Nikkita Oliver says her campaign engaged voters directly impacted by housing instability and racial injustice.
Nikkita Oliver says her campaign engaged voters directly impacted by housing instability and racial injustice. HG

King County Elections certified final elections results today confirming that mayoral candidate Nikkita Oliver will not make it through to the general election.

In a press conference today, Oliver conceded the race but characterized her campaign as a victory because it offered ideas from people who directly live through housing instability, racial injustice, and other challenges often talked about by politicians who may not have same experiences.

"We have the ability to not just talk at a 30,000-foot view about equity, but to actually bring tangible, real solutions to the forefront of the discussion because we live these challenges," Oliver said. "As renters, as workers, as black and brown people, as the queer and trans community—we live these challenges every single day.”

Urban planner Cary Moon and former U.S. attorney Jenny Durkan will face off in the November general election. At the final count, Durkan won about 27.9 percent of the vote, Moon 17.6 percent, and Oliver 16.99 percent. In the two weeks since the primary election Oliver had inched closer to Moon as the county counted more ballots and Oliver's campaign went ballot chasing for ballots that had missing or challenged signatures. But she fell short by 1,170 votes. Oliver would have had to come within 1,000 votes and .5 percent of Moon to trigger an automatic recount. Her campaign could have requested a recount but would have had to pay for it.

Oliver, a lawyer, educator and activist, ran with the newly formed Peoples Party on a platform largely focused on increasing housing affordability, reforming the criminal justice system, and offering political representation and access to people usually disenfranchised from politics. Her campaign had a fierce social media presence and ground game—they knocked 22,000 doors and had 1,401 volunteers—but only spent half of $135,000 raised.

Oliver today said the Peoples Party does not plan to endorse either Moon or Durkan. Doing so, she said “would be giving support to candidates that have not shown their commitment to communities they regularly talk about."

But she encouraged her supporters to "stay engaged."

"We should not allow ourselves to give into political apathy," she said.

“The two candidates in the general election are two wealthy white women who regularly in forums would say things like, 'What Nikkita said, and...," Oliver said. "It’s important that those ideas that the party and myself brought to this election are birthed out of our lived experiences. Those are not lived experiences those two candidates share."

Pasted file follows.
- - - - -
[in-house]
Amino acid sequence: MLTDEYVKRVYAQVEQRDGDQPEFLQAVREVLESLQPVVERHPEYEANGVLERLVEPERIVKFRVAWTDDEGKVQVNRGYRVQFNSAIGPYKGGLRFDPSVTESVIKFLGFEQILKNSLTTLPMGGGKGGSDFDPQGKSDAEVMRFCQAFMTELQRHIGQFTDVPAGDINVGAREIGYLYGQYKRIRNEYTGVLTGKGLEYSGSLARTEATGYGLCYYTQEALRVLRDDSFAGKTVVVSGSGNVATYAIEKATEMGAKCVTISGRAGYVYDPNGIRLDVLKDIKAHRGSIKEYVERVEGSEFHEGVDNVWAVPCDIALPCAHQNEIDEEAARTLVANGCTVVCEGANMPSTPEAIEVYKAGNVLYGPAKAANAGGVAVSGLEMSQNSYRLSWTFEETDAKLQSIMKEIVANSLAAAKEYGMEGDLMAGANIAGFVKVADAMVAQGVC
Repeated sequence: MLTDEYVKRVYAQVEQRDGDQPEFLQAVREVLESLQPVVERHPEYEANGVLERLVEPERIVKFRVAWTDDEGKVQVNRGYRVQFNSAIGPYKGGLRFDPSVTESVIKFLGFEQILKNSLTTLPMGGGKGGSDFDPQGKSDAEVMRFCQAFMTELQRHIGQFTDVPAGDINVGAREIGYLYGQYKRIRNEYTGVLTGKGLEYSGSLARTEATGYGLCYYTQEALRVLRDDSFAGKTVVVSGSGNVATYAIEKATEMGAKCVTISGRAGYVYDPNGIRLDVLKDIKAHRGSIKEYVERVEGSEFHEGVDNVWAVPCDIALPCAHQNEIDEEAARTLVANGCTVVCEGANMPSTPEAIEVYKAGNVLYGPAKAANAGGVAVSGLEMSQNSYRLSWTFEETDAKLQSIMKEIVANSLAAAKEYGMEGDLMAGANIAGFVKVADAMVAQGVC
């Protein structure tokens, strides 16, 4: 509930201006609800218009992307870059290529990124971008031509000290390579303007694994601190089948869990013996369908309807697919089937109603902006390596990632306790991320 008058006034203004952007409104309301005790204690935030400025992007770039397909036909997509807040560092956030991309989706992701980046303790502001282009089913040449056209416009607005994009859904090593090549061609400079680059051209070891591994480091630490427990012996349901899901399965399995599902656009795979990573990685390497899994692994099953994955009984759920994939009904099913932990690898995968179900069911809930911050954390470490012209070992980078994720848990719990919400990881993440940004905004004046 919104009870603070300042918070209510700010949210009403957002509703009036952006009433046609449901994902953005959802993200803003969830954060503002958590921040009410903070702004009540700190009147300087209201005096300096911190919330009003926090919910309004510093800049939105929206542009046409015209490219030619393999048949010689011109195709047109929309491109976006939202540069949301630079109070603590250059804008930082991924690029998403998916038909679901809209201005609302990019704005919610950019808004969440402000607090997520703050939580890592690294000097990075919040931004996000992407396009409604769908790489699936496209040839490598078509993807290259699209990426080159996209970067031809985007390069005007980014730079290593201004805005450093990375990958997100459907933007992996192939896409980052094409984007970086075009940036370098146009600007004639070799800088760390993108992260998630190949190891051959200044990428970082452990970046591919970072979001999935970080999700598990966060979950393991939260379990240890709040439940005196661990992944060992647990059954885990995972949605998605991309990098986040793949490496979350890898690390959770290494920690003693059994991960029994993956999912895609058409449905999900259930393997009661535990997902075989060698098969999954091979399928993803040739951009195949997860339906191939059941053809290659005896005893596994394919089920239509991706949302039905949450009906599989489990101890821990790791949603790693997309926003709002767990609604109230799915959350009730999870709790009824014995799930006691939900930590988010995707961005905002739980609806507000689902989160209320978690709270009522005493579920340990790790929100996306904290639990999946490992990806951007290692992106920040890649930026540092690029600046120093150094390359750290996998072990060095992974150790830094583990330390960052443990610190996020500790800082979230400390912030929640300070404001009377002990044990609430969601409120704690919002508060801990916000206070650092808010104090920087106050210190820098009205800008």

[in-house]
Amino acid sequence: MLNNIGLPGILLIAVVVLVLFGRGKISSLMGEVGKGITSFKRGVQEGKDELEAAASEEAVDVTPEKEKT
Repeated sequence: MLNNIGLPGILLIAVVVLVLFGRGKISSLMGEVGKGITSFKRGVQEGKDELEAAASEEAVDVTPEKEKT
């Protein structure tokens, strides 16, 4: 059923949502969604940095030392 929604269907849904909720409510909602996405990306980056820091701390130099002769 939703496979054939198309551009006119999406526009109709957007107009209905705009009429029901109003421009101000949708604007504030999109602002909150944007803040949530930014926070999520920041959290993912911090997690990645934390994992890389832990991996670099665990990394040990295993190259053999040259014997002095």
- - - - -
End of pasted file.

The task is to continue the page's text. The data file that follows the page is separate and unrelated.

Durkan and Moon are "going to have to show up in communities they do not regularly show up in," Oliver said. "Neither one of them has a substantial ground game or organizing game in the city and they’re going to have to do that. They will have to organize voters, show them they are committed to equity [and] race and social justice, and if those are the votes that they want, they will do that work."

In a shot at Moon, who is largely self-funding her race and whose campaign acknowledged she has little ground game, Oliver said, "Some candidates were able to spend $90,000 of their own wealth while talking about income inequality… and yet had no ground game, no real community relationships. If I regret anything it’s not calling that out sooner."

In the future, the Peoples Party "will absolutely" run candidates for office, Oliver said, though she did not say whether she would run again in the future. In the immediate term, Oliver said the party will continue holding "community listening posts" to recommend specific policy proposals on issues like housing affordability. And Oliver will invite Durkan and Moon to a debate, which she will moderate.

The party will also focus on organizing around issues, including support of Initiative 940, which would increase police de-escalation training and make it easier to prosecute cops who wrongfully kill civilians, and against Initiative 200, the 1990s ban on affirmative action in Washington.

In a statement today, Moon said she was "deeply honored by the support I received, and look forward to earning the support of all who want a City Hall of, by, and for the people."

"I hope to earn the trust and support of every Seattle voter ready to boldly re-envision a City Hall that makes a difference in people’s lives through inclusive, accountable leadership," Moon said. "My experience working in coalition, my deep roots in civic advocacy, and my 20 years of experience building solutions to the very challenges Seattle faces are the leadership skills our city needs now."

UPDATE: In a statement, Durkan praised Oliver for a campaign that "amplified the voices, dreams, and pain of those who have been shut out of the opportunities and prosperity of our city."

"For those who didn't support me, I'll work hard to earn your support," Durkan said. "I fundamentally believe that the next mayor has the moral challenge and deep responsibility to address inequities facing our city."